- The company that owns Fleming’s work hired sensitivity readers to review his novels.
- The collection will be re-released in April to celebrate the 70th anniversary of “Casino Royale.”
Ian Fleming’s famed “James Bond” novels will be edited to remove racist language ahead of their re-release, The Telegraph reports. Fleming’s series is set to be reissued in April for the 70th anniversary of the collection’s first book, “Casino Royale,” according to the outlet.
Ian Fleming Publications Ltd, the company that owns the rights to Fleming’s work, hired sensitivity readers to review the spy series ahead of its re-release, per the outlet.
The Telegraph reported that a disclaimer will be included in the updated novels, promising readers that the edits will keep close to the original text.
“This book was written at a time when terms and attitudes which might be considered offensive by modern readers were commonplace,” the disclaimer reads, according to the outlet. “A number of updates have been made in this edition, while keeping as close as possible to the original text and the period in which it is set.”
Fleming is the latest author to undergo such edits. On February 17, The Telegraph reported that Roald Dahl’s children’s books would be edited to remove words like “fat,” “ugly,” and “crazy” from the newest editions.
On Friday, Puffin UK announced they would release an uncensored collection of Dahl’s work along with the revised collection after receiving backlash for the changes.
The main revisions to Fleming’s text involve depictions of Black people.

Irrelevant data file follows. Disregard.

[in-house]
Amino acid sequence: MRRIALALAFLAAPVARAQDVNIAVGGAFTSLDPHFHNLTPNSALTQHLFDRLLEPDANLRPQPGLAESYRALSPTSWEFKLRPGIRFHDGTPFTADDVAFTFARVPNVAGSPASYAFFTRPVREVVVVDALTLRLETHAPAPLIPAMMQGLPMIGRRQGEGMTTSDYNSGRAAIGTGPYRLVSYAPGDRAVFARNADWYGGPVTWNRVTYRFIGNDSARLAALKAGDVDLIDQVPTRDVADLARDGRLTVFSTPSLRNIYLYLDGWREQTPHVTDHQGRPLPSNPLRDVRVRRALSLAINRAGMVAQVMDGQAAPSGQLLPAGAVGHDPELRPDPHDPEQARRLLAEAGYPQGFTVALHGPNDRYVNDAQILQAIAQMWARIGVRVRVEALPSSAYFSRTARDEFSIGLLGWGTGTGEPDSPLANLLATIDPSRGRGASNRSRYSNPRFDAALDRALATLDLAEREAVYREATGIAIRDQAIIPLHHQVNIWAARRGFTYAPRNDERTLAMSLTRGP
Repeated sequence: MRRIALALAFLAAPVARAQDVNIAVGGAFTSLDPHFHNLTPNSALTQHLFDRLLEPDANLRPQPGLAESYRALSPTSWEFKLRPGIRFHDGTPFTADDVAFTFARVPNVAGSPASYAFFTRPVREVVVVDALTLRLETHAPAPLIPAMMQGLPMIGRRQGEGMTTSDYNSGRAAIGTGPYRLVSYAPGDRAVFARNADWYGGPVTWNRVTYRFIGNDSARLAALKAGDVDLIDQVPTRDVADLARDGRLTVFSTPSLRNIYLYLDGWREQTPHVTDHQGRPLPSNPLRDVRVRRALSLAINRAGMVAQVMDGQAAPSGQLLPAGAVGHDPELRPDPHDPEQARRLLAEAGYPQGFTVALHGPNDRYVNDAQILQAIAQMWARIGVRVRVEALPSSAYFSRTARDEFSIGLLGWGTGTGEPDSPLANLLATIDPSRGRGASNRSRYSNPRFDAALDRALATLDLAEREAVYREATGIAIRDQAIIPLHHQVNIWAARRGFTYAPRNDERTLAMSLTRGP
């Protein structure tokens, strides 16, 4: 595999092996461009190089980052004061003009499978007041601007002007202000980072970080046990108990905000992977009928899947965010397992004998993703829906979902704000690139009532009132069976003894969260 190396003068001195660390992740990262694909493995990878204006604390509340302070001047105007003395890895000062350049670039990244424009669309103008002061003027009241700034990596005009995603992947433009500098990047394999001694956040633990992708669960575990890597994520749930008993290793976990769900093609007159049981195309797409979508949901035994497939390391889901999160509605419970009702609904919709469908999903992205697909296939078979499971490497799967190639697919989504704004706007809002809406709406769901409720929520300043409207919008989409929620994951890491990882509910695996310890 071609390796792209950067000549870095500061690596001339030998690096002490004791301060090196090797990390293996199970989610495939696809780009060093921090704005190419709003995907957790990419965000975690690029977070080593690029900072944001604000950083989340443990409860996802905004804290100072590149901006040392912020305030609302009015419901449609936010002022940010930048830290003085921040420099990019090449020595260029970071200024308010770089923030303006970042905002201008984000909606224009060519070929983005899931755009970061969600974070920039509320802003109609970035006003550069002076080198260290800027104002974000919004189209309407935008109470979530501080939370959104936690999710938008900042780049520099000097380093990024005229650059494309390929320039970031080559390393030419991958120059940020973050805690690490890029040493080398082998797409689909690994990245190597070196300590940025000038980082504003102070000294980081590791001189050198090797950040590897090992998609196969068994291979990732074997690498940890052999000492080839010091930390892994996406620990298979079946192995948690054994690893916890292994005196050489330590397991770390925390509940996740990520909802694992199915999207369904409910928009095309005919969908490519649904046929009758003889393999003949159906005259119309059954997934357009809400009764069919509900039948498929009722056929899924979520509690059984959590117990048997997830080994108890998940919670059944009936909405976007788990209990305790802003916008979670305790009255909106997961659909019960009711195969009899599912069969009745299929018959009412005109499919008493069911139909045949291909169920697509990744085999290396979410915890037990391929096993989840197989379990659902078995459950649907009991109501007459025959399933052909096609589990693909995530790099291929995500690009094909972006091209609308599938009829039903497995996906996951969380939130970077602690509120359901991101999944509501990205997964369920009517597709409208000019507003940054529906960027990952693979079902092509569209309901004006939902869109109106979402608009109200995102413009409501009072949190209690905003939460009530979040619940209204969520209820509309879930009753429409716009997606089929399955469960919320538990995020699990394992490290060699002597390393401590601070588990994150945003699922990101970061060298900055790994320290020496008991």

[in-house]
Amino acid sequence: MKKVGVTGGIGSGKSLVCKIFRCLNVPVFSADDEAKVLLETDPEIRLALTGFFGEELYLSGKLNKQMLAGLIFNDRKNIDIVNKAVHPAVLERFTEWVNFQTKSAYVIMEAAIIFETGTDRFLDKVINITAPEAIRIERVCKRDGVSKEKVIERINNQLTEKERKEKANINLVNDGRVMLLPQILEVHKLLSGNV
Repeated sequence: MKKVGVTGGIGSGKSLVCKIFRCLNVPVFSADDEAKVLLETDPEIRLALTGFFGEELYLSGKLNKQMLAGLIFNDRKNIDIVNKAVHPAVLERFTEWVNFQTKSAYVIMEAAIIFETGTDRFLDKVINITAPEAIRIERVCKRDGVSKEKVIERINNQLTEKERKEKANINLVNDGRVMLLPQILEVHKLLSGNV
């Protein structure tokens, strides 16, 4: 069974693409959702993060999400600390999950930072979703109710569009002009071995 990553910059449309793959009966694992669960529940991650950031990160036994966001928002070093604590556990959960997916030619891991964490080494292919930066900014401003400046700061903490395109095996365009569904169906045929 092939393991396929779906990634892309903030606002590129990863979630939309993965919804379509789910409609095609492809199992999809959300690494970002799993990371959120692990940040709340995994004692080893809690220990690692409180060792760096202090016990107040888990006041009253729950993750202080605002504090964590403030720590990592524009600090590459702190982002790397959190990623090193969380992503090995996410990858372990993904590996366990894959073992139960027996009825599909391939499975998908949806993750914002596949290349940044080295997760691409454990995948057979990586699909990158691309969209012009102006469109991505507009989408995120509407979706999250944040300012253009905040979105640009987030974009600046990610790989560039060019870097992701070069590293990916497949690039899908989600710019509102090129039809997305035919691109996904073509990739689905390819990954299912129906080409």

In the updated version of his novel “Live and Let Die,” discussion of African criminals is edited to remove comments on alcoholism. The Telegraph reports the text changes from “pretty law-abiding chaps I should have thought, except when they’ve drunk too much” to “pretty law-abiding chaps I should have thought.”
In the same novel, when 007 visits Harlem, Fleming frequently used the n-word when describing Black people. The sensitivity edits have removed most uses of the n-word in the text, according to The Telegraph, replacing it with “Black man” or “Black person.”
Racist language used to describe other ethnicities remains untouched in the updated text, per The Telegraph. Terms for East Asian people and comments made about Oddjob, a Korean henchman in the series, as well as sexist and homophobic language have not been edited out of the text.
Prior to his death in 1964, Fleming permitted editors to revise sex scenes and racial language for American markets, according to The Telegraph.
“Following Ian’s approach, we looked at the instances of several racial terms across the books and removed a number of individual words or else swapped them for terms that are more accepted today but in keeping with the period in which the books were written,” Ian Fleming Publications Ltd said in a statement to The Telegraph.